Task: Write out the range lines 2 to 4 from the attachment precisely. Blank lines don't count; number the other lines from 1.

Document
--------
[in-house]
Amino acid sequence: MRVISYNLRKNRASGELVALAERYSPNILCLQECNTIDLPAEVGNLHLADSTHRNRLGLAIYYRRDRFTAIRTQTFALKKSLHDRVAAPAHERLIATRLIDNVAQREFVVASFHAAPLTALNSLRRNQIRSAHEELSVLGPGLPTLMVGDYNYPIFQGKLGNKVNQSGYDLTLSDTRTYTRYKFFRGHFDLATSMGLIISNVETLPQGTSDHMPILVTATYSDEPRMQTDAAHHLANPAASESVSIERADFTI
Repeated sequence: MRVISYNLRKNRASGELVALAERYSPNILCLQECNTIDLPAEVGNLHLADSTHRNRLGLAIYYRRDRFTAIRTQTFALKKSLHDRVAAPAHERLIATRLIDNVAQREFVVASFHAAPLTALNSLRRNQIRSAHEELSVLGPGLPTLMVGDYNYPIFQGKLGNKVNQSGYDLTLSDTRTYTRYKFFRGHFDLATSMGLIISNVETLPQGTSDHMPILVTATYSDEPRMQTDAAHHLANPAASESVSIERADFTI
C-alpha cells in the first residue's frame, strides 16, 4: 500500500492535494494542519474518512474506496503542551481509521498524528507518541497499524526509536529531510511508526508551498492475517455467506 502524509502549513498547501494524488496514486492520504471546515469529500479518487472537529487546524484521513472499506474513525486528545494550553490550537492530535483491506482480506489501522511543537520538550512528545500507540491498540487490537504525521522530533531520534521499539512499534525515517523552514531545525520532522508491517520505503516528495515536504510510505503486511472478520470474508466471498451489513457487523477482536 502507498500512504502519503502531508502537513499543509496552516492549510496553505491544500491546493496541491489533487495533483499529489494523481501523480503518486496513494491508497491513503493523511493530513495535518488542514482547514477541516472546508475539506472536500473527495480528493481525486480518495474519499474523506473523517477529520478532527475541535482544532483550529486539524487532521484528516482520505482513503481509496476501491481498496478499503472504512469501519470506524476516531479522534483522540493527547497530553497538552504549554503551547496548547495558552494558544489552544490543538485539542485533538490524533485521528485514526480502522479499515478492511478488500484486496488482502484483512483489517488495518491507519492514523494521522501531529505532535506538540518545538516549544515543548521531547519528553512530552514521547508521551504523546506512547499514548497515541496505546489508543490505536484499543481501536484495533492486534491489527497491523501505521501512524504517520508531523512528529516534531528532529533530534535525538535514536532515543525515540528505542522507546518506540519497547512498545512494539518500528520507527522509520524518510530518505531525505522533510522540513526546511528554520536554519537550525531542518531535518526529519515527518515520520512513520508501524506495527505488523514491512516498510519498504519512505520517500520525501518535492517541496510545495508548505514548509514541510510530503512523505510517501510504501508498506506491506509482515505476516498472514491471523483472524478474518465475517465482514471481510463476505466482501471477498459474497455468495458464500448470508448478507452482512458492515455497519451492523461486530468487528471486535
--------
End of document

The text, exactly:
Amino acid sequence: MRVISYNLRKNRASGELVALAERYSPNILCLQECNTIDLPAEVGNLHLADSTHRNRLGLAIYYRRDRFTAIRTQTFALKKSLHDRVAAPAHERLIATRLIDNVAQREFVVASFHAAPLTALNSLRRNQIRSAHEELSVLGPGLPTLMVGDYNYPIFQGKLGNKVNQSGYDLTLSDTRTYTRYKFFRGHFDLATSMGLIISNVETLPQGTSDHMPILVTATYSDEPRMQTDAAHHLANPAASESVSIERADFTI
Repeated sequence: MRVISYNLRKNRASGELVALAERYSPNILCLQECNTIDLPAEVGNLHLADSTHRNRLGLAIYYRRDRFTAIRTQTFALKKSLHDRVAAPAHERLIATRLIDNVAQREFVVASFHAAPLTALNSLRRNQIRSAHEELSVLGPGLPTLMVGDYNYPIFQGKLGNKVNQSGYDLTLSDTRTYTRYKFFRGHFDLATSMGLIISNVETLPQGTSDHMPILVTATYSDEPRMQTDAAHHLANPAASESVSIERADFTI
C-alpha cells in the first residue's frame, strides 16, 4: 500500500492535494494542519474518512474506496503542551481509521498524528507518541497499524526509536529531510511508526508551498492475517455467506 502524509502549513498547501494524488496514486492520504471546515469529500479518487472537529487546524484521513472499506474513525486528545494550553490550537492530535483491506482480506489501522511543537520538550512528545500507540491498540487490537504525521522530533531520534521499539512499534525515517523552514531545525520532522508491517520505503516528495515536504510510505503486511472478520470474508466471498451489513457487523477482536 502507498500512504502519503502531508502537513499543509496552516492549510496553505491544500491546493496541491489533487495533483499529489494523481501523480503518486496513494491508497491513503493523511493530513495535518488542514482547514477541516472546508475539506472536500473527495480528493481525486480518495474519499474523506473523517477529520478532527475541535482544532483550529486539524487532521484528516482520505482513503481509496476501491481498496478499503472504512469501519470506524476516531479522534483522540493527547497530553497538552504549554503551547496548547495558552494558544489552544490543538485539542485533538490524533485521528485514526480502522479499515478492511478488500484486496488482502484483512483489517488495518491507519492514523494521522501531529505532535506538540518545538516549544515543548521531547519528553512530552514521547508521551504523546506512547499514548497515541496505546489508543490505536484499543481501536484495533492486534491489527497491523501505521501512524504517520508531523512528529516534531528532529533530534535525538535514536532515543525515540528505542522507546518506540519497547512498545512494539518500528520507527522509520524518510530518505531525505522533510522540513526546511528554520536554519537550525531542518531535518526529519515527518515520520512513520508501524506495527505488523514491512516498510519498504519512505520517500520525501518535492517541496510545495508548505514548509514541510510530503512523505510517501510504501508498506506491506509482515505476516498472514491471523483472524478474518465475517465482514471481510463476505466482501471477498459474497455468495458464500448470508448478507452482512458492515455497519451492523461486530468487528471486535